When my son first began exhibiting symptoms of anxiety and depression as a sophomore in high school, my husband and I both worked at a California mega-church whose leaders openly preached against psychiatry and psychology.
The message reached a wide audience— from the pulpit, over radio, through books, and at conferences—thus cementing in place a culture in which getting professional help for mental and emotional suffering was discouraged and stigmatized.
This was a new phenomenon for us, one that may have delayed our son getting the help he needed. After I heard about the third suicide of a young Christian that I knew back home in New Jersey, however, I no longer cared what my church community thought. I knew my son needed help and was determined to get it for him.
Nonetheless, I was concerned that the mental health practitioners who treated him would respect his tender faith and the spiritual dimension of his suffering, some of which was directly related to our family’s decision to respond to a vocational ministry calling with a cross-country move and to the culture of the church where that calling was initially lived out. …
Read the whole article at TheHighCalling.org.
Psychiatry and faith offer complimentary insights into the human condition and can help us to lead healthier and more satisfying lives, we learned in our seven-part series with Laity Leadership Institute Senior Fellow, Allan Josephson, M.D. …
To read a summary of those posts, go to The High Calling.
I don’t need the test at the Center for Internet Addiction website to tell me that I spend too much time online. I know I do. But for a web journalist like me, disconnecting for any length of time is unrealistic.
“What are the dangers and what can I do?” I asked Laity Leadership Institute Senior Fellow Allan Josephson, M.D.
Rather than direct me away from the internet, Josephson offered hope for responsibly managing my relationship to it. …
Read the whole thing at The High Calling.
The United States is known for its fast-paced, hard hitting business culture. Many careers demand 60 hour weeks or more if we’re going to succeed and provide for our families. Inherent in this climate is the temptation to worship at the altar of work.
Laity Leadership Institute Senior Fellow Allan Josephson,M.D. knows something about this, not only from treating psychiatric patients, but also from his own experience of juggling a challenging career with family commitments.
As a psychiatric resident, Josephson spent a week living with patients at the Hazelden Chemical Dependency Center in Minnesota. Twelve-step meetings at the center began with introductory statements like “I am an alcoholic” and “I am a drug dependent” and he didn’t battle these addictions, so he introduced himself by saying, “I am Allan Josephson, I am a workaholic.”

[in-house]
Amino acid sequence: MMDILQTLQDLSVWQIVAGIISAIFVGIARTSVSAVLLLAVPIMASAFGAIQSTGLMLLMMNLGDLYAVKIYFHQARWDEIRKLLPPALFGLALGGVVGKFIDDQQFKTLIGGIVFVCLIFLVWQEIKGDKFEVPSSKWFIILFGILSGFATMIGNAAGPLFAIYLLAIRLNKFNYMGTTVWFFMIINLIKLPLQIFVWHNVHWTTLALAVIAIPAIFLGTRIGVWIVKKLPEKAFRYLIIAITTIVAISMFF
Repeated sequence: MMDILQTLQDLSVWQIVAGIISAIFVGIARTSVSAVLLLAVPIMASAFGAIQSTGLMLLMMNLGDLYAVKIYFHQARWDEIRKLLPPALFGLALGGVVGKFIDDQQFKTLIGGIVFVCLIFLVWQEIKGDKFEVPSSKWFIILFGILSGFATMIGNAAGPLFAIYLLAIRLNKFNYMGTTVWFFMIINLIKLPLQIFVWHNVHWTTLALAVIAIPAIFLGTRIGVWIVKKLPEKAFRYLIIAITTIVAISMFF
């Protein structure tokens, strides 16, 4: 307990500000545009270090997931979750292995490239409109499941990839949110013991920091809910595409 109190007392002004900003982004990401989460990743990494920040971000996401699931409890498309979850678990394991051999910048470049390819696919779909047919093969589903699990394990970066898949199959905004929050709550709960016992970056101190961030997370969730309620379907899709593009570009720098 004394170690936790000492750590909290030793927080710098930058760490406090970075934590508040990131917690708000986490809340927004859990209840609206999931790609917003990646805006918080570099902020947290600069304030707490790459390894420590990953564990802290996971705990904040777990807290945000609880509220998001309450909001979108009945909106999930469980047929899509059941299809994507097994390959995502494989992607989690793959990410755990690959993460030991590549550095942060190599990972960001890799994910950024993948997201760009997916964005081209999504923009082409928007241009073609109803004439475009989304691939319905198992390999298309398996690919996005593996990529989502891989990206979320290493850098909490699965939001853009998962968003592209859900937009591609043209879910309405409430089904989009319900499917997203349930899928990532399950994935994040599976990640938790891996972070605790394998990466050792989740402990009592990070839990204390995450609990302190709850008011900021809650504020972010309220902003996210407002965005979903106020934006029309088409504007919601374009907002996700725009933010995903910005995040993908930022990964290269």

He recounted this story in a lecture he gave upon receiving the Oates Award from the Wayne Oates Institute. Oates, an accomplished therapist and theologian, coined the term workaholic.
“He recognized that how we approach work can have an addictive quality to it and have the same effect in our interpersonal relationships and our health,” said Josephson. “Doing things of substance requires so much of us. There are trade offs and as long as you keep your values in front of you, that’s all you can do sometimes.”
As a child and adolescent psychiatrist, Josephson has seen a lot of families broken by disordered priorities. He offers the following suggestions for finding a healthy balance. …
Read the whole article at The High Calling.
Dealing with the narcissists in our lives is never easy, but there is hope for improving these difficult relationships, says Laity Leadership Institute Senior Fellow AllanJosephson, M.D.
Narcissism develops out of early relationships and is sustained by subsequent ones, so it’s important to nip the problem in the bud. How one does that depends on the nature of the relationship. In this article, we’ll deal with three kinds of relationships: parent/child, husband/wife, and employer/employee. …
You can read more about narcissism and relationships at The High Calling.
Eric had leadership written all over him. Intelligence, good looks, and interpersonal drive had led to an MBA at a major university. When his first business venture failed, he was on to another that succeeded. Several other business successes followed, as did personal leadership projects undertaken at church and in his community.
He was politically active both locally and nationally. His wife and children were also achievers, but a sense of balance was missing from his life.. He suffered two major depressions in his adult life and another as retirement age approached and he was confronted with financial difficulties and the interpersonal consequences of chronic over-extension. His retirement was forced and he was emotionally adrift.
“The driver for many who lack balance in their lives is disordered thinking about the relationship of work to self and God,” Laity Leadership Institute Senior Fellow Allan Josephson, M.D. says.
Although he recognizes that striving for a balance between personal and professional domains facilitates development in both, Josephson has something else in mind when he considers this kind of disordered thinking. …
Read the whole article at The High Calling.